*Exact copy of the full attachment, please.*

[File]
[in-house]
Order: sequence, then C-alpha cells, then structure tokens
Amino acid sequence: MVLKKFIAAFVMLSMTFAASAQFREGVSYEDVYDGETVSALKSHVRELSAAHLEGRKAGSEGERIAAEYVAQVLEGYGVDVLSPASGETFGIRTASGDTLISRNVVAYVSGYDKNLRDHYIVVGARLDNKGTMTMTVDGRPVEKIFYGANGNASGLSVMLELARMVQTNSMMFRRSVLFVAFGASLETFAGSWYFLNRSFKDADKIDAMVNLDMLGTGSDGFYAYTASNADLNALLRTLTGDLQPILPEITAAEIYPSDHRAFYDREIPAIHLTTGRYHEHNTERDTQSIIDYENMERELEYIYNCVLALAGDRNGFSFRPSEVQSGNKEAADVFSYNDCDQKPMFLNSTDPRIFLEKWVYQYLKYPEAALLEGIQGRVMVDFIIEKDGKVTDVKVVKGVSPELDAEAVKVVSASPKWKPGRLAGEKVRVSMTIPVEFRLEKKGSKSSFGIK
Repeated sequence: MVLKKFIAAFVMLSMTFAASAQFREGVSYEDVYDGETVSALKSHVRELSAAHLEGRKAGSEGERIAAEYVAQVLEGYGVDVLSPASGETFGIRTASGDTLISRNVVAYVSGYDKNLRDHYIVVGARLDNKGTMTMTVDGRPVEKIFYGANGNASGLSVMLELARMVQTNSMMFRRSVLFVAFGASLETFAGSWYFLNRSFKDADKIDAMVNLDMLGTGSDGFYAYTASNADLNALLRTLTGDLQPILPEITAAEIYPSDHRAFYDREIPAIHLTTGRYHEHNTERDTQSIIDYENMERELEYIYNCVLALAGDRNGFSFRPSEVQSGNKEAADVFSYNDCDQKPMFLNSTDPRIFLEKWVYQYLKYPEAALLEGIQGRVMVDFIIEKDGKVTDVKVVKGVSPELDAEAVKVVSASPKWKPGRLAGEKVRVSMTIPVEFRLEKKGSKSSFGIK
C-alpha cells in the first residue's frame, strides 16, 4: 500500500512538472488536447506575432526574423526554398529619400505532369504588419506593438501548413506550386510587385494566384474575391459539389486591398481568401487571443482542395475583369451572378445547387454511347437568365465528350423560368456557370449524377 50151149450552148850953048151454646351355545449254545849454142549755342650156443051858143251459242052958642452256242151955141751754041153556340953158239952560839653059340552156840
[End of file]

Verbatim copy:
[in-house]
Order: sequence, then C-alpha cells, then structure tokens
Amino acid sequence: MVLKKFIAAFVMLSMTFAASAQFREGVSYEDVYDGETVSALKSHVRELSAAHLEGRKAGSEGERIAAEYVAQVLEGYGVDVLSPASGETFGIRTASGDTLISRNVVAYVSGYDKNLRDHYIVVGARLDNKGTMTMTVDGRPVEKIFYGANGNASGLSVMLELARMVQTNSMMFRRSVLFVAFGASLETFAGSWYFLNRSFKDADKIDAMVNLDMLGTGSDGFYAYTASNADLNALLRTLTGDLQPILPEITAAEIYPSDHRAFYDREIPAIHLTTGRYHEHNTERDTQSIIDYENMERELEYIYNCVLALAGDRNGFSFRPSEVQSGNKEAADVFSYNDCDQKPMFLNSTDPRIFLEKWVYQYLKYPEAALLEGIQGRVMVDFIIEKDGKVTDVKVVKGVSPELDAEAVKVVSASPKWKPGRLAGEKVRVSMTIPVEFRLEKKGSKSSFGIK
Repeated sequence: MVLKKFIAAFVMLSMTFAASAQFREGVSYEDVYDGETVSALKSHVRELSAAHLEGRKAGSEGERIAAEYVAQVLEGYGVDVLSPASGETFGIRTASGDTLISRNVVAYVSGYDKNLRDHYIVVGARLDNKGTMTMTVDGRPVEKIFYGANGNASGLSVMLELARMVQTNSMMFRRSVLFVAFGASLETFAGSWYFLNRSFKDADKIDAMVNLDMLGTGSDGFYAYTASNADLNALLRTLTGDLQPILPEITAAEIYPSDHRAFYDREIPAIHLTTGRYHEHNTERDTQSIIDYENMERELEYIYNCVLALAGDRNGFSFRPSEVQSGNKEAADVFSYNDCDQKPMFLNSTDPRIFLEKWVYQYLKYPEAALLEGIQGRVMVDFIIEKDGKVTDVKVVKGVSPELDAEAVKVVSASPKWKPGRLAGEKVRVSMTIPVEFRLEKKGSKSSFGIK
C-alpha cells in the first residue's frame, strides 16, 4: 500500500512538472488536447506575432526574423526554398529619400505532369504588419506593438501548413506550386510587385494566384474575391459539389486591398481568401487571443482542395475583369451572378445547387454511347437568365465528350423560368456557370449524377 50151149450552148850953048151454646351355545449254545849454142549755342650156443051858143251459242052958642452256242151955141751754041153556340953158239952560839653059340552156840